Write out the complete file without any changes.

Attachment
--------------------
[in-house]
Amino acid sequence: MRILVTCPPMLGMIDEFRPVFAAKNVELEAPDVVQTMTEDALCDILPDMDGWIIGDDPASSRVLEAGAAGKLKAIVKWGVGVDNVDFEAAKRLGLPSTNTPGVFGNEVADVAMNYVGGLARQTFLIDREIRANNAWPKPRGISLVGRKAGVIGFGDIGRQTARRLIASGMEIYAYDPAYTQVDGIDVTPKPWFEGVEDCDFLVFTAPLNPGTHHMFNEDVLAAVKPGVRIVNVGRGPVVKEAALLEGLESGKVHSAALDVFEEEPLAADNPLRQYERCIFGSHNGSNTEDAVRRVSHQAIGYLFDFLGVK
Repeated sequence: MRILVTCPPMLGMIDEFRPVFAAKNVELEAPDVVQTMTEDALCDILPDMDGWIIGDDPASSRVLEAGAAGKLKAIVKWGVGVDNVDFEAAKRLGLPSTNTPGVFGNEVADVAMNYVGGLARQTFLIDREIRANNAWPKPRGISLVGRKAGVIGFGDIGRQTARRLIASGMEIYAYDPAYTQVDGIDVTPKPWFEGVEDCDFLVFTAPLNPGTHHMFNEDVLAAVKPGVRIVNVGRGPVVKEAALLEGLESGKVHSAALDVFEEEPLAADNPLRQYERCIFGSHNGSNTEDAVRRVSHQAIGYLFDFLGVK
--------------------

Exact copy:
[in-house]
Amino acid sequence: MRILVTCPPMLGMIDEFRPVFAAKNVELEAPDVVQTMTEDALCDILPDMDGWIIGDDPASSRVLEAGAAGKLKAIVKWGVGVDNVDFEAAKRLGLPSTNTPGVFGNEVADVAMNYVGGLARQTFLIDREIRANNAWPKPRGISLVGRKAGVIGFGDIGRQTARRLIASGMEIYAYDPAYTQVDGIDVTPKPWFEGVEDCDFLVFTAPLNPGTHHMFNEDVLAAVKPGVRIVNVGRGPVVKEAALLEGLESGKVHSAALDVFEEEPLAADNPLRQYERCIFGSHNGSNTEDAVRRVSHQAIGYLFDFLGVK
Repeated sequence: MRILVTCPPMLGMIDEFRPVFAAKNVELEAPDVVQTMTEDALCDILPDMDGWIIGDDPASSRVLEAGAAGKLKAIVKWGVGVDNVDFEAAKRLGLPSTNTPGVFGNEVADVAMNYVGGLARQTFLIDREIRANNAWPKPRGISLVGRKAGVIGFGDIGRQTARRLIASGMEIYAYDPAYTQVDGIDVTPKPWFEGVEDCDFLVFTAPLNPGTHHMFNEDVLAAVKPGVRIVNVGRGPVVKEAALLEGLESGKVHSAALDVFEEEPLAADNPLRQYERCIFGSHNGSNTEDAVRRVSHQAIGYLFDFLGVK